All runners received ribbons--blue, red or white for the top three in each age group, light blue "participant" ribbons for everyone else.
Looking at the two pictures, it looks like Cash achieved more success. He placed second or third in most of the races he ran, from the first meet. He was really excited and ran very fast.
Brady, who just turned 7, was running against 7 and 8 year olds, and was often one of the smaller kids in his races.
At the first meet, Brady ran his best, but was never able to break the top three for a red, white, or blue ribbon. He did receive 4 participant ribbons, while Cash had one 2nd place and one 3rd place ribbon. Brady was disappointed he didn't do better.
At the second meet, we talked about him running some longer races. In the first meet, both boys ran the 50 meters, the 50 meter hurdles, and the 100 meters. I encouraged Brady to run the 200 and 400, thinking he could do better in the races that depended less on speed, and more on endurance.
But at the second meet, Brady got anxious and didn't want to run at all. He watched Cash run race after race, earning even more ribbons, and he kind of shut down and didn't run at all after doing the softball throw.
I was really disappointed. I didn't care about him winning, but I didn't want him to quit. I didn't want to see him give in to fear. I wanted him to be brave and do his best, even if it didn't turn out the way he wanted.
All those desires are good, but I let it frustrate me more than I should have.
It was a great lesson in realizing that our kids are their own people, and make their own decisions. I had to let it go.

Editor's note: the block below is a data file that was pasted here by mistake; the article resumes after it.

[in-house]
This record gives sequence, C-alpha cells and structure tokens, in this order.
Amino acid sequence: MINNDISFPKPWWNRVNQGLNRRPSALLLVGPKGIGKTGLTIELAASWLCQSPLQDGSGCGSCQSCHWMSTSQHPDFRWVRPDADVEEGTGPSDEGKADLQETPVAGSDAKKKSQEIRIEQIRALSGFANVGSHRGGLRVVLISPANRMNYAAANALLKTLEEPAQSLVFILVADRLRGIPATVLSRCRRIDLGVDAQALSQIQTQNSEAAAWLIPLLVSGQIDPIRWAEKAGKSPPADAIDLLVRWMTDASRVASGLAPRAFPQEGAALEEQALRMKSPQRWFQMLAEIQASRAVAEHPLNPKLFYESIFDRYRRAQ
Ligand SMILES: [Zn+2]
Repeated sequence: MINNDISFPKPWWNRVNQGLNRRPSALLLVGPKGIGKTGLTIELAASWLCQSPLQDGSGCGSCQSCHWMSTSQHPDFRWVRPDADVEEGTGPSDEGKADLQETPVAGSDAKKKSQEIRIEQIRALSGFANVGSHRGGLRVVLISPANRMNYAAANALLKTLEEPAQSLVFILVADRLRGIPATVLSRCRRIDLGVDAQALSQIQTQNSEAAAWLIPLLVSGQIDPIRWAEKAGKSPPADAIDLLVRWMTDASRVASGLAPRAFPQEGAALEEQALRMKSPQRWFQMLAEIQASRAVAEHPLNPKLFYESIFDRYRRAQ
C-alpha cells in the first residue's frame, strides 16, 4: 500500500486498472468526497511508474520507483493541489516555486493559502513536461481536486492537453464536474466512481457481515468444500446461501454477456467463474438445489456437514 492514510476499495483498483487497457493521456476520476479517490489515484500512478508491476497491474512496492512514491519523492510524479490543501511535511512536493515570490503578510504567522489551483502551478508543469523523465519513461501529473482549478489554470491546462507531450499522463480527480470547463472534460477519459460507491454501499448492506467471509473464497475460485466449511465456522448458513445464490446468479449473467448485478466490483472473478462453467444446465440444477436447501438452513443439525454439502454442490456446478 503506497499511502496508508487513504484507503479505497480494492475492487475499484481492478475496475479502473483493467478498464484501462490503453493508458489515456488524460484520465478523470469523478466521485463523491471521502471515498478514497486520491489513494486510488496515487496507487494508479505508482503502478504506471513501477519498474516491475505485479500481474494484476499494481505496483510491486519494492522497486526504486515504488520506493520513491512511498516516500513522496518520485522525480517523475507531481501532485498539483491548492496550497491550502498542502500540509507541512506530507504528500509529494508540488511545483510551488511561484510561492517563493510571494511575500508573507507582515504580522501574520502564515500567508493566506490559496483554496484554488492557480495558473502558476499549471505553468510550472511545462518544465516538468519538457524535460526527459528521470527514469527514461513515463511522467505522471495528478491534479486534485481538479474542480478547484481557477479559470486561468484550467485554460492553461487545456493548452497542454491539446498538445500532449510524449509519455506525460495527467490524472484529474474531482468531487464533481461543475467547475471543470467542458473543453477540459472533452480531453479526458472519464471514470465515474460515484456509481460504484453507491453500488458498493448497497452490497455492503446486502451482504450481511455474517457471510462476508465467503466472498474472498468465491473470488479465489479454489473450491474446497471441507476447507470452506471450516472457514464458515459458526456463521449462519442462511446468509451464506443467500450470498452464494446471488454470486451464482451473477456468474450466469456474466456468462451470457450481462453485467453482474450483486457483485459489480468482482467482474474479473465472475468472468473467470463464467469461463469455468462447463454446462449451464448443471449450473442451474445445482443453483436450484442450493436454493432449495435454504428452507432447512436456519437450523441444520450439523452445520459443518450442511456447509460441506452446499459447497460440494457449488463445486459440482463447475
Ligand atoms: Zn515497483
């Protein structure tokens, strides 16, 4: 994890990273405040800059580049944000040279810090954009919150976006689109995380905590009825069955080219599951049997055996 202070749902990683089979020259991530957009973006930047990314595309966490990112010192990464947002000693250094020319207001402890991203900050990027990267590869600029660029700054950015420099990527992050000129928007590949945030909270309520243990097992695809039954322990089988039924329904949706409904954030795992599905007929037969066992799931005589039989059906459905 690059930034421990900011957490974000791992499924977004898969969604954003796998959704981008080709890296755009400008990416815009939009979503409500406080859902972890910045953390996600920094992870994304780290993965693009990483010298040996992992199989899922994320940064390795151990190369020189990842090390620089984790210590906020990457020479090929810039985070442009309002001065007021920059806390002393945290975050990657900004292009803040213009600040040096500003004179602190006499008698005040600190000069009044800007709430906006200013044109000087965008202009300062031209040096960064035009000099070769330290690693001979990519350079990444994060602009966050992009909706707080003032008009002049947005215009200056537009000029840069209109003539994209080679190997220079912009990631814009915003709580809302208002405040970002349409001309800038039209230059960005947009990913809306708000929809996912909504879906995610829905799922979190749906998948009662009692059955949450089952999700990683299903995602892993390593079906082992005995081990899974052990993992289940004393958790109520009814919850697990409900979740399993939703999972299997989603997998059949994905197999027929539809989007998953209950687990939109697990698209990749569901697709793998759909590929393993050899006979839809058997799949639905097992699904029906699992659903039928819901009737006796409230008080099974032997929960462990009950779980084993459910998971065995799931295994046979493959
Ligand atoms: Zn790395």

I tried to encourage him, telling him that winning wasn't what mattered, but trying. Doing his best.
Going into the last meet, Brady had a pretty good attitude, and seemed ready to try again.
He did the softball throw, and got a participant ribbon. He ran the 50 meter dash, and got another participant ribbon. He ran a great race in the 200, but finished 4th, and got another participant ribbon.
At this point Brady had earned 9 participant ribbons. Cash had earned 9 ribbons for 2nd or 3rd place.
The last event Brady tried was the 400. One full lap. Too long to sprint. He started off well, pushing his way to the inside and looking strong for the first 200 meters. Between 200 and 300 meters I could see he was getting winded and tired.
I was running along the infield, yelling encouragement to him.
"Keep pushing Brady! Don't stop! Run as fast as you can, now, all the way through!"
On the last straight I could see he was hurting. Another runner pulled alongside Brady, and looked as if he were going to pass him, but Brady found another gear and pulled away. He crossed the finish line in second place.
As I watched the race official hand him the red ribbon, tears filled my eyes.
I was proud that he ran his best and never gave up. I was happy for him that he earned a red ribbon, knowing how important that was to him.
I'm proud and excited for all the red and white ribbons Cash earned, and just as proud and excited for the one red ribbon Brady earned.
I love being a dad.